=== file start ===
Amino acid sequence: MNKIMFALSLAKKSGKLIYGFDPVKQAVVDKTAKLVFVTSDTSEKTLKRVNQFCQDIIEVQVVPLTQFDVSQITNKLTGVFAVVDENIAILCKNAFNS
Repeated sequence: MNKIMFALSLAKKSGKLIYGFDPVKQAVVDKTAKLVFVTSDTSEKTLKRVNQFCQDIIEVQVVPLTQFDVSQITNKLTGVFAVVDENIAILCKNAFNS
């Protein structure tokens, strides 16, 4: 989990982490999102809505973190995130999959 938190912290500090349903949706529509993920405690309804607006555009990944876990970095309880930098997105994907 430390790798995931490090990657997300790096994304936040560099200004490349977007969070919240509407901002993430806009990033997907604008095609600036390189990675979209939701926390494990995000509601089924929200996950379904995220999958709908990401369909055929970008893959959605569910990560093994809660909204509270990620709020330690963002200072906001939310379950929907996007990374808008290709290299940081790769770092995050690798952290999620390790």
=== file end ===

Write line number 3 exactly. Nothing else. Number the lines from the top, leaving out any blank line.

């Protein structure tokens, strides 16, 4: 989990982490999102809505973190995130999959 938190912290500090349903949706529509993920405690309804607006555009990944876990970095309880930098997105994907 430390790798995931490090990657997300790096994304936040560099200004490349977007969070919240509407901002993430806009990033997907604008095609600036390189990675979209939701926390494990995000509601089924929200996950379904995220999958709908990401369909055929970008893959959605569910990560093994809660909204509270990620709020330690963002200072906001939310379950929907996007990374808008290709290299940081790769770092995050690798952290999620390790």